> qqplot(ts,rt(1000,df=18))
> abline(0,1)

We can see that the central points of the graph seems to agree fairly well, but there are some discrepancies near the tails (the extreme values on either end of the distribution). The tails of a distribution are the most difficult part to accurately measure, which is unfortunate, since those are often the values that interest us most, that is, the ones which will provide us with enough evidence to reject a null hypothesis. Because the tails of a distribution are so important, another way to test to see if a distribution of a sample follows some hypothesized distribution is to calculate the quantiles of some tail probabilities (using the quantile function) and compare them to the theoretical probabilities from the distribution (obtained from the function for that distribution whose first letter is "q"). Here's such a comparison for our simulated data:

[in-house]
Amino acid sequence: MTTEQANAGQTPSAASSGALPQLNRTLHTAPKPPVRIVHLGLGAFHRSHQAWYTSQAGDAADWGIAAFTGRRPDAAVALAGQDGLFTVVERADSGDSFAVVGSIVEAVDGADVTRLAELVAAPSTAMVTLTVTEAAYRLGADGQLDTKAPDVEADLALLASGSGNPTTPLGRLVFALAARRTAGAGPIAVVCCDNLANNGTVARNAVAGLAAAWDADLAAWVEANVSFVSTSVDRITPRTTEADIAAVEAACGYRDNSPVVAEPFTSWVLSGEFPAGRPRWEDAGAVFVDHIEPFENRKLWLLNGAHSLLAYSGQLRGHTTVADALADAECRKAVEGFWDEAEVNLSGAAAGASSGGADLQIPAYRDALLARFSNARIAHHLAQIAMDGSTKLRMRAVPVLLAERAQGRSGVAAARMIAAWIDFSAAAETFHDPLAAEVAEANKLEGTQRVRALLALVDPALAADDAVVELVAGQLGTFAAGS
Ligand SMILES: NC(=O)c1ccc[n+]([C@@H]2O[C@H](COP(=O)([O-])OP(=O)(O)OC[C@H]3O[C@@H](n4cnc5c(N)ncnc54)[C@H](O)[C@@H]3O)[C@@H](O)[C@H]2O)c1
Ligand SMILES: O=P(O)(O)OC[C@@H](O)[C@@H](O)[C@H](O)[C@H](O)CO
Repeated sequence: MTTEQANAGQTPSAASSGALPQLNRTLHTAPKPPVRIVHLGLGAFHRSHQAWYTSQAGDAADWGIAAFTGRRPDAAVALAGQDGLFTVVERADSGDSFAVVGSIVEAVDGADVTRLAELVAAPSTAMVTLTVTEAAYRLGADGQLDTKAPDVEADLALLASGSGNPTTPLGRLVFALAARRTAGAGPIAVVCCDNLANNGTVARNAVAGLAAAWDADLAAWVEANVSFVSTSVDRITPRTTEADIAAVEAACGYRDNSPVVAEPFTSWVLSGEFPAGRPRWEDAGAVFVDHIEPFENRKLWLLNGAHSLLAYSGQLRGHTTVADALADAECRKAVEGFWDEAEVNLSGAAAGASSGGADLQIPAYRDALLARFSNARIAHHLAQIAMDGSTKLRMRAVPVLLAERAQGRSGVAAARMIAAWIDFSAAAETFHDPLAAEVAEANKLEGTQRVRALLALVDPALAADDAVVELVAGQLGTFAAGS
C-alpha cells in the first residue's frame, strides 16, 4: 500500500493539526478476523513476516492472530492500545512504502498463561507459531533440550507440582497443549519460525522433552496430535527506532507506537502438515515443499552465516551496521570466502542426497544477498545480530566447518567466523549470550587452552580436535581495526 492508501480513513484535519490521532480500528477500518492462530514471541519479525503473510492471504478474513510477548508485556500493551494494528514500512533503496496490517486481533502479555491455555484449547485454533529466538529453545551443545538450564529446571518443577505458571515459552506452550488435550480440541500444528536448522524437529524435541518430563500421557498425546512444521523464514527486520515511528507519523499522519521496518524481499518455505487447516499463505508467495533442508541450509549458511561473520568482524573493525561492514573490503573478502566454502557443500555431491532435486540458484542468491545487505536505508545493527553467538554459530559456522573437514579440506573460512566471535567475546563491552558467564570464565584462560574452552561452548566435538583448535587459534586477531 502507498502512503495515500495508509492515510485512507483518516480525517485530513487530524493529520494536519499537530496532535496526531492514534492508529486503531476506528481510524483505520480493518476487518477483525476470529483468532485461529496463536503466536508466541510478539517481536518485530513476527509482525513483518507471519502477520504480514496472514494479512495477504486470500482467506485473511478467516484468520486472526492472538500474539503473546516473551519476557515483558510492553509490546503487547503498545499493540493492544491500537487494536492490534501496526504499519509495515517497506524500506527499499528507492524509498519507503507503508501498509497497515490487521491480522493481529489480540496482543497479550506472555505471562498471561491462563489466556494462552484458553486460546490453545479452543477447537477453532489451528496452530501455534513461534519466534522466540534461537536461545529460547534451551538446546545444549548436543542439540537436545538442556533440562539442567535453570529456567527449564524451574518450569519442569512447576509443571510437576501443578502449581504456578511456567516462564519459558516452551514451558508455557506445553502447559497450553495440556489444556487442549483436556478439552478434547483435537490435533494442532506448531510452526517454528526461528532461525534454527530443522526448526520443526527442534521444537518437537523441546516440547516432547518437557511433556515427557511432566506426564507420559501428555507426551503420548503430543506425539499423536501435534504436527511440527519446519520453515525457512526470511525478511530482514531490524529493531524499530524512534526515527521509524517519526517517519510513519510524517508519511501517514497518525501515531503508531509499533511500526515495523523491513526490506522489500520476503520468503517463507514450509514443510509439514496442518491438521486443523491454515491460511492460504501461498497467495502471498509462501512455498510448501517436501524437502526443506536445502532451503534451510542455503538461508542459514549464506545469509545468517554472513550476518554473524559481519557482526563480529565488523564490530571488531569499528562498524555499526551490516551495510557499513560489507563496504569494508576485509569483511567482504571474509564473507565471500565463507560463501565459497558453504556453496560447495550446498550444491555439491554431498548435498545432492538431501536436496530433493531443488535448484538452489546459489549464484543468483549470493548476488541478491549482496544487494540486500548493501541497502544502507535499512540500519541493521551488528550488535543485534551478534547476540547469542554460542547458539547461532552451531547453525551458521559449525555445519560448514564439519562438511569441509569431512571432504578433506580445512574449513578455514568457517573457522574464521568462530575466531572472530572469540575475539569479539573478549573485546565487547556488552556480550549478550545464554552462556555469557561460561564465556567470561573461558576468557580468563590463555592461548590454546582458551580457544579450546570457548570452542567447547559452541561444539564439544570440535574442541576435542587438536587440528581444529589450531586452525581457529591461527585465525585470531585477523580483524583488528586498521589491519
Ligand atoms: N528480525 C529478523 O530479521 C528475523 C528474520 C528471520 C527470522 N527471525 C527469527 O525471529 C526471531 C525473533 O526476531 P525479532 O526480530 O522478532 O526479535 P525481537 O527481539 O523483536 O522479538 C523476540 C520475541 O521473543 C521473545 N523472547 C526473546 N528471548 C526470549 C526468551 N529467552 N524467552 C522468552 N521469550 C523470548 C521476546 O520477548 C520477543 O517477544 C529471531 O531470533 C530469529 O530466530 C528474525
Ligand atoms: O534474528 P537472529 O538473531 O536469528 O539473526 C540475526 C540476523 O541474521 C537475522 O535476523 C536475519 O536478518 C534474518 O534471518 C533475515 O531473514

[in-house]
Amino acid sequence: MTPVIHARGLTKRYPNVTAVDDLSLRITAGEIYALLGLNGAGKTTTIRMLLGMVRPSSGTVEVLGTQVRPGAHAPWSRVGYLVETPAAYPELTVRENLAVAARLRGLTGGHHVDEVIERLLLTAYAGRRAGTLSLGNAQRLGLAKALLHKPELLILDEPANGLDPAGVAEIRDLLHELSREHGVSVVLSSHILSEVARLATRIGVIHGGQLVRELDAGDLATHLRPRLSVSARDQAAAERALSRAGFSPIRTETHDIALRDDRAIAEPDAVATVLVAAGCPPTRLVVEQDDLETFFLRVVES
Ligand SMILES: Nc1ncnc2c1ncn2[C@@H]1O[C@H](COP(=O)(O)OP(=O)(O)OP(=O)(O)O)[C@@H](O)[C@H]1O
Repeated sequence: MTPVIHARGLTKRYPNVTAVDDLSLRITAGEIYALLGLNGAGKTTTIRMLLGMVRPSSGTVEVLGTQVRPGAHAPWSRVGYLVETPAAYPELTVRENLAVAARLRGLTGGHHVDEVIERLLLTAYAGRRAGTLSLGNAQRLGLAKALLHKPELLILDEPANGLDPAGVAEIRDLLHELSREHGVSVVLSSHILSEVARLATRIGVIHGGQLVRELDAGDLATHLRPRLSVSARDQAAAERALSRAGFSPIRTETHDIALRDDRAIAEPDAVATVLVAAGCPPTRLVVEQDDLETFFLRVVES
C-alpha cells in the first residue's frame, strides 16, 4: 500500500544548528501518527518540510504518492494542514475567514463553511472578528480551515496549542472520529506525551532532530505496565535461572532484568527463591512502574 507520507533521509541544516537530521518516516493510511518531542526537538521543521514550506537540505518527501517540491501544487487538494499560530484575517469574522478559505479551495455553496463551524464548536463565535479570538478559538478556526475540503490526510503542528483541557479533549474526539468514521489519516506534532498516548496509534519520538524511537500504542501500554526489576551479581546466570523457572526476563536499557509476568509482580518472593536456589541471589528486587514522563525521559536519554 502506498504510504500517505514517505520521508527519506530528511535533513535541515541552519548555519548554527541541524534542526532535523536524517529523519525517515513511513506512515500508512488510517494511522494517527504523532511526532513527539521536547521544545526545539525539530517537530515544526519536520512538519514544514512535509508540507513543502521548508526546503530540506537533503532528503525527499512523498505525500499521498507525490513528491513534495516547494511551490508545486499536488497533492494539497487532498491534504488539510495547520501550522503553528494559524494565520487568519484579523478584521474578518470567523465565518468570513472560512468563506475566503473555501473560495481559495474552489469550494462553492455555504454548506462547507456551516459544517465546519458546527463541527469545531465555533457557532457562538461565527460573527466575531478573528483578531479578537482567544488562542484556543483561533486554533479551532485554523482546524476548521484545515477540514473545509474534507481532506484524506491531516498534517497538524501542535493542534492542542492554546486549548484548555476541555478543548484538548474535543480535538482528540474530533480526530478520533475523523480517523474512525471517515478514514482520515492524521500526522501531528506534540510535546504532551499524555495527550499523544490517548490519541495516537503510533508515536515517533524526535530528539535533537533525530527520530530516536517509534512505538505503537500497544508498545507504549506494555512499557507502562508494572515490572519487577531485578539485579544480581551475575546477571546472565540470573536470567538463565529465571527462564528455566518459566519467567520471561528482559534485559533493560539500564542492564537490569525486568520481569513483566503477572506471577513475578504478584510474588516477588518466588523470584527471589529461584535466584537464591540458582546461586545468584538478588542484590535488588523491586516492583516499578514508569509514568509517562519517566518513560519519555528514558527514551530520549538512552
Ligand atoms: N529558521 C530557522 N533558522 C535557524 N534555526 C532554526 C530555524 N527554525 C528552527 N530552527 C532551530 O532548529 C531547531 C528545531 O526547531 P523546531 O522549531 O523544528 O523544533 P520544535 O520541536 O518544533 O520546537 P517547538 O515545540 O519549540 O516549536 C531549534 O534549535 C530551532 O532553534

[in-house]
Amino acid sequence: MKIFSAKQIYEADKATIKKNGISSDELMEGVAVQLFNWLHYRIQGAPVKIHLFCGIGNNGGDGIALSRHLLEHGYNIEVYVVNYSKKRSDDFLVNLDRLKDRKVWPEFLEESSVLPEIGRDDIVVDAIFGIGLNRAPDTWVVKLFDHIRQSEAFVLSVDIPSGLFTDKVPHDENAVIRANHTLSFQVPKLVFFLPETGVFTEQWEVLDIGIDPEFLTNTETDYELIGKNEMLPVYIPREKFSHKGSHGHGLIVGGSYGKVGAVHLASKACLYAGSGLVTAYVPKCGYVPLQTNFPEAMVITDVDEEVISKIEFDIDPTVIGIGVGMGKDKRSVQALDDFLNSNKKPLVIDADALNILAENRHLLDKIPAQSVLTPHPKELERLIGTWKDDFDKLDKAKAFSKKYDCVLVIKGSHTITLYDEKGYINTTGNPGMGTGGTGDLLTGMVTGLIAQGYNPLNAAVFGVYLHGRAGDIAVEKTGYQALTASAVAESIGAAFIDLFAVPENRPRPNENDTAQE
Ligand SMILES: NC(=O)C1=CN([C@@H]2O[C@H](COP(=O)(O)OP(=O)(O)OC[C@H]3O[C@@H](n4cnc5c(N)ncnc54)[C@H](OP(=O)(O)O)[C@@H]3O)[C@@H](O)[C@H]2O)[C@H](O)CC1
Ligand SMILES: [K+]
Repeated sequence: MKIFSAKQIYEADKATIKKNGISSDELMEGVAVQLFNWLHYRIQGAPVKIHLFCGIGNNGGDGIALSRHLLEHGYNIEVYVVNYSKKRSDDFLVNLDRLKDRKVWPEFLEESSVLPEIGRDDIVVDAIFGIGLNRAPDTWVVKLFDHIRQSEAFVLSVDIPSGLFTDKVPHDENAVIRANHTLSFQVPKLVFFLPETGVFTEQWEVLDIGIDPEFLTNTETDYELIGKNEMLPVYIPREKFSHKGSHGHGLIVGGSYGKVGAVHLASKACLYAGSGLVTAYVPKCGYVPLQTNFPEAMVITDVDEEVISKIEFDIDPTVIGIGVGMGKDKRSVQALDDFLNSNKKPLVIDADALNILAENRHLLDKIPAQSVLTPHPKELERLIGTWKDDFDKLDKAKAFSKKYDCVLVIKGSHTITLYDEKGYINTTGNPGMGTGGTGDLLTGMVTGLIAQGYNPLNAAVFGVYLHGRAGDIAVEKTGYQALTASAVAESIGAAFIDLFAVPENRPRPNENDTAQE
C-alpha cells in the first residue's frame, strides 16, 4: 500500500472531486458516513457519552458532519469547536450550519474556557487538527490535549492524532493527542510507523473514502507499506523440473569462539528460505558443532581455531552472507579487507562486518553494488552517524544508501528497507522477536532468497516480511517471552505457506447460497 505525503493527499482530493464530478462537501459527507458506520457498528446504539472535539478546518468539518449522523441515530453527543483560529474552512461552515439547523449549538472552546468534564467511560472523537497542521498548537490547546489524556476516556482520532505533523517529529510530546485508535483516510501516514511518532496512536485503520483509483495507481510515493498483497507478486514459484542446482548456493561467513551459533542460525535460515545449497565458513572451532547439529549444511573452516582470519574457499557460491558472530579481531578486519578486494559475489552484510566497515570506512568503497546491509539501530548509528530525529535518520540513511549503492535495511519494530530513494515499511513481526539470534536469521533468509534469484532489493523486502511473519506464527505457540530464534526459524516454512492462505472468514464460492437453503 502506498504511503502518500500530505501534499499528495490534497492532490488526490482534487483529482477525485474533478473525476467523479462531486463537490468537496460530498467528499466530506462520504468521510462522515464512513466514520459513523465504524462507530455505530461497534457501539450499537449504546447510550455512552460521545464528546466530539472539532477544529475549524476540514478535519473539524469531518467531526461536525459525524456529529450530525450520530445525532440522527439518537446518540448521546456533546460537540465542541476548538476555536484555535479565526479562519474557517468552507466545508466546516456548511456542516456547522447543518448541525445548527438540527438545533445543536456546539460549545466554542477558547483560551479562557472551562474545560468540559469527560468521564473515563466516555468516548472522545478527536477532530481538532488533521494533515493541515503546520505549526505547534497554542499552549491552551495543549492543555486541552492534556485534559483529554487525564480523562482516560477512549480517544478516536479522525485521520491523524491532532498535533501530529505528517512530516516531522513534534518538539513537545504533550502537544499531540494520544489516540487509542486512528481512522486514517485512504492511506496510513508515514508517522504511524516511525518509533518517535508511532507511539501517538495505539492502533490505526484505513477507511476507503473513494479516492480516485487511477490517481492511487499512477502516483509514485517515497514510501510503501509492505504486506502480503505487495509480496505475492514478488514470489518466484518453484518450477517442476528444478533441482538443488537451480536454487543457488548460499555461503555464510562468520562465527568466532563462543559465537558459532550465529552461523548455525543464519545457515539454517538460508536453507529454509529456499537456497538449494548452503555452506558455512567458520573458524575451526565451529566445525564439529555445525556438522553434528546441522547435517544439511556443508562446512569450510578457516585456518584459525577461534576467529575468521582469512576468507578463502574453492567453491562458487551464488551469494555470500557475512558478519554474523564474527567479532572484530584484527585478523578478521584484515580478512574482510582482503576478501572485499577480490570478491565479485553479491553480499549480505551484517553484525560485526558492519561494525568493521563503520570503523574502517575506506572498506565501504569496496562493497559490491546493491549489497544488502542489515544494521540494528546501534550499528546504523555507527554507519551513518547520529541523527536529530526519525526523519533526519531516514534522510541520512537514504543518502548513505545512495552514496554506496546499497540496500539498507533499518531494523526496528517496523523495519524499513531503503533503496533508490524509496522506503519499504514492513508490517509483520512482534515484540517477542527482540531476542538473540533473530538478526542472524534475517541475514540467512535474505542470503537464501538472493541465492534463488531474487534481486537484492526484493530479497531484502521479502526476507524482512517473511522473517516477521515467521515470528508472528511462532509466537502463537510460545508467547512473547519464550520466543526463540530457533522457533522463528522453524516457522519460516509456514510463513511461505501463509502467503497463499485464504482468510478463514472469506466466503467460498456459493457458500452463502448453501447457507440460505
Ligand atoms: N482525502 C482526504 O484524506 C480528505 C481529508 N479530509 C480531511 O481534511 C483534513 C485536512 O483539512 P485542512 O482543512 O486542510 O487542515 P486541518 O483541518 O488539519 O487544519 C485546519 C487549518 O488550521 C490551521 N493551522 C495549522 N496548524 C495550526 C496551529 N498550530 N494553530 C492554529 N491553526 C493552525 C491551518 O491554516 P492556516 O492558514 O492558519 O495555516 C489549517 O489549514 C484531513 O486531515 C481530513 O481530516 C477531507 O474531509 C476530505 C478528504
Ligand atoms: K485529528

> probs = c(.9,.95,.99)
> quantile(ts,probs)
     90%      95%      99%
1.427233 1.704769 2.513755
> qt(probs,df=18)
[1] 1.330391 1.734064 2.552380

The quantiles agree fairly well, especially at the .95 and .99 quantiles. Performing more simulations, or using a large sample size for the two groups would probably result in values even closer to what we have theoretically predicted.
One final method for comparing distributions is worth mentioning. We noted previously that one of the assumptions for the t-test is that the variances of the two samples are equal. However, a modification of the t-test known as Welch's test is said to correct for this problem by estimating the variances, and adjusting the degrees of freedom to use in the test. This correction is performed by default, but can be shut off by using the var.equal=TRUE argument. Let's see how it works:
> t.test(x,y)

        Welch Two Sample t-test

data:  x and y
t = -0.8103, df = 17.277, p-value = 0.4288
alternative hypothesis: true difference in means is not equal to 0
95 percent confidence interval:
 -1.0012220  0.4450895
sample estimates:
mean of x mean of y
0.2216045 0.4996707

> t.test(x,y,var.equal=TRUE)

        Two Sample t-test

data:  x and y
t = -0.8103, df = 18, p-value = 0.4284